Stimulating Debate

S.F.'s employment rate is relatively good, but city leaders can still create more jobs. Here's how.

Left-minded activists have already begun denouncing the proposal as a raid on housing subsidies — seemingly oblivious to the fact that the subsidies are generated only if private, fee-paying projects are given a chance to obtain financing.

Yarne and Theriault say the mayor's pay-later plan solves this chicken-and-egg question, and could reignite stalled housing projects such as a planned 725-unit building at 201 Folsom Street and a 292-unit tower at One Rincon Hill.

"There's a lot of excitement over it," Yarne said. "It would have a tremendously stimulative effect."

Let CPMC build a new medical center.
On Van Ness Avenue on the site of the old Cathedral Hill Hotel, a union-management dispute holds up a $1.5 billion hospital construction plan.

In order to comply with state law requiring seismic upgrades, the four-hospital California Pacific Medical Center chain plans to build a regional medical center to house services now provided at hospitals in the Mission, Richmond, Pacific Heights, and Castro neighborhoods. But by moving services to a new nonunion medical center, CPMC would squeeze nurses at the Richmond and Mission hospitals out of the union. The union has fought back by blocking permits for the new medical center, saying CPMC should build a larger hospital at the unionized St. Luke's Hospital in the Mission and shrink its Van Ness proposal.

According to CPMC spokesman Kevin McCormack, last month the union requested that the company remain neutral when the California Nurses Association attempted a union drive at the new Van Ness hospital.

Under neutrality, "they can present any case they want, and we have to stay out of the whole thing," he said.

The CNA's Shum Preston said the neutrality request didn't include an offer to back off its campaign to stall construction of the new medical center. "We cannot support any development at Cathedral Hill that involved cutting St. Luke's below a size that makes the hospital viable in the long term," he said.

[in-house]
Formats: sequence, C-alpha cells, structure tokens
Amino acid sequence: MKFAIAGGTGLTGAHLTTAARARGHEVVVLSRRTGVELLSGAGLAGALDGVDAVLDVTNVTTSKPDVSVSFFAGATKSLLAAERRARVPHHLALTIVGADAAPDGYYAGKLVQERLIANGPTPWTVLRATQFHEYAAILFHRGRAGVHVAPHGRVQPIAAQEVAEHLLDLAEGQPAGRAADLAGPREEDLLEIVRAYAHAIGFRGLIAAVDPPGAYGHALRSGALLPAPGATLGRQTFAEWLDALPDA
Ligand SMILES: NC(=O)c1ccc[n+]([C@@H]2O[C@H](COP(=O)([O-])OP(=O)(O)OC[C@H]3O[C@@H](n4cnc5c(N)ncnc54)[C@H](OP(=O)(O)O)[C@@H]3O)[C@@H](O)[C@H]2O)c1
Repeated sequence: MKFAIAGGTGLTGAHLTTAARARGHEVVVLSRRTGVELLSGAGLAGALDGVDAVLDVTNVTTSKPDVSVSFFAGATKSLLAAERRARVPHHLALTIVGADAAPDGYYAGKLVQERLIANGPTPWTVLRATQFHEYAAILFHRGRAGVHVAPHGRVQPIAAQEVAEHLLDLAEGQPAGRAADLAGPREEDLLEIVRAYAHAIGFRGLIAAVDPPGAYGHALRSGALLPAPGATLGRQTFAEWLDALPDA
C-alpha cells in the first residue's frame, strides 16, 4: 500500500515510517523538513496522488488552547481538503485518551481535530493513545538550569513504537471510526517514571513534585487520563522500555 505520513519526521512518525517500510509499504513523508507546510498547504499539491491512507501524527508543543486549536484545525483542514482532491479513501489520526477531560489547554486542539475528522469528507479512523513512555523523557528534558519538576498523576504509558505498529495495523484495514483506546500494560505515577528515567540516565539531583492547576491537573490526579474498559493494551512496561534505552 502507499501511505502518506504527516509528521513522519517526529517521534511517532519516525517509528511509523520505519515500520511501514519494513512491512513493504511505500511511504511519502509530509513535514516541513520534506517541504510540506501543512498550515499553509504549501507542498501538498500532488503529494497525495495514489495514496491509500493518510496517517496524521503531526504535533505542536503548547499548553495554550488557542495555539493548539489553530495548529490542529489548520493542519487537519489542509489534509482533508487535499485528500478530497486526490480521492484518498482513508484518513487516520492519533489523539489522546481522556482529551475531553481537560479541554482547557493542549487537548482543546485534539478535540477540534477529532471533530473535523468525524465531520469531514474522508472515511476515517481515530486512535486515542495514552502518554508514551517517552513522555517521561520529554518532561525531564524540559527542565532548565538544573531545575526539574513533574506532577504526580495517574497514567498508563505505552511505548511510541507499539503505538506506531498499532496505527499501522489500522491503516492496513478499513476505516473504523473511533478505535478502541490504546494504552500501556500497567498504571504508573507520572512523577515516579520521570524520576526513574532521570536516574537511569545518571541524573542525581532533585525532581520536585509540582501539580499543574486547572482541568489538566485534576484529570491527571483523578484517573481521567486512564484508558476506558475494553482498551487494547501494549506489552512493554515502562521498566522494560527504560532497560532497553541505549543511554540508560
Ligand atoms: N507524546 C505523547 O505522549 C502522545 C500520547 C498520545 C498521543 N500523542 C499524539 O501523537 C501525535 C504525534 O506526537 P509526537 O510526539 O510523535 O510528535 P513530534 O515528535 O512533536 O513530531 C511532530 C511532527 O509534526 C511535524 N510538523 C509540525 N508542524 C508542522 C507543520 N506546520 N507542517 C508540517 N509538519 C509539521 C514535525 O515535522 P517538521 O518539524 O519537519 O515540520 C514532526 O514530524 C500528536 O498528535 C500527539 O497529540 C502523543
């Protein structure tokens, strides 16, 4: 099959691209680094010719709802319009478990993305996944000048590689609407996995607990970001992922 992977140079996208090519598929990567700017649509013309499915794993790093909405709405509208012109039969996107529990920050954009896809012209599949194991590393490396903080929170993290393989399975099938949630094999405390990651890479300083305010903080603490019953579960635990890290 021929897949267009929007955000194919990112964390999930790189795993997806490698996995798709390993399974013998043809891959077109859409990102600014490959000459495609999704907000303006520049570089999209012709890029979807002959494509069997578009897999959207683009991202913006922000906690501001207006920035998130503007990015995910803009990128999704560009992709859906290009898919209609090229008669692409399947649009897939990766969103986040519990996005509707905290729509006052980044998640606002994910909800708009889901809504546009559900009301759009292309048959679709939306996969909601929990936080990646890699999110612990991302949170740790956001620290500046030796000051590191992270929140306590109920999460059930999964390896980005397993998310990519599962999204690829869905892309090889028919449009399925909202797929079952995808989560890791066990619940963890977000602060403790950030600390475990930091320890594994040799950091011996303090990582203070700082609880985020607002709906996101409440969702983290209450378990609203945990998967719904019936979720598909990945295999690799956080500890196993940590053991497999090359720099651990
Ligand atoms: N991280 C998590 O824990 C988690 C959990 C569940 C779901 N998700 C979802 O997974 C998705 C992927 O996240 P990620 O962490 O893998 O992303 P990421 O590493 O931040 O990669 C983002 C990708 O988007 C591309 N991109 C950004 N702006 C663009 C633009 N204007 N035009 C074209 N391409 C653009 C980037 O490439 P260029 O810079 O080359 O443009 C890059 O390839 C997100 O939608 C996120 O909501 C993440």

One way of reading this is that the union may not be ready to show its cards. The idea of trading union organizing neutrality in exchange for the CNA calling off its antihospital campaign is a reasonable one.

Union leaders in many industries complain that employers resort to spying, threats, intimidation, harassment, illegal firings of union supporters, and other methods to oppose union drives. And the healthcare industry has been the site of some of labor's most bitter battles during the past decade.

CPMC would seem to be taking a hardline, antiworker position at risk of undermining the hospital plans. The CNA, meanwhile has generated a flood of preprinted antihospital postcards filled out by union supporters, urging supervisors to oppose the medical center as proposed.

"We recognize there are real complex issues tied up with that one," Theriault says. "And, realistically, a number of them have to be worked through before it goes forward." But, once started, "the Cathedral Hill project will be hugely important for us."

This would seem like an ideal situation for a pro-jobs, white-knight mayor to ride in and obtain a compromise.

These are just a few of a city-full of projects stalled by interest groups, despite the fact that they would generate needed jobs.

Last week, reports that the mayor's plan to cut payroll taxes would create 4,300 jobs at a cost of $72 million evoked renewed complaints from leftist supervisors. During the next two months, the redevelopment agency and the developer will seek environmental review and design approvals for Lennar's project in Hunters Point that would include 9,000 housing units, and a community benefits agreement that guarantees job training, subsidized housing, and open space. Expect a continuing fight, with the mayor's office on the side of generating jobs.

And there is the 2005 plan, since blocked by antidevelopment activists, to create a North Beach–like neighborhood in the seven-block area near Market and Sixth streets, using public redevelopment funds to provide subsidized low-income housing, among other amenities. The mayor vowed to revive it last month.

If he wins any of these battles, Newsom will have proven he's no weenie after all.

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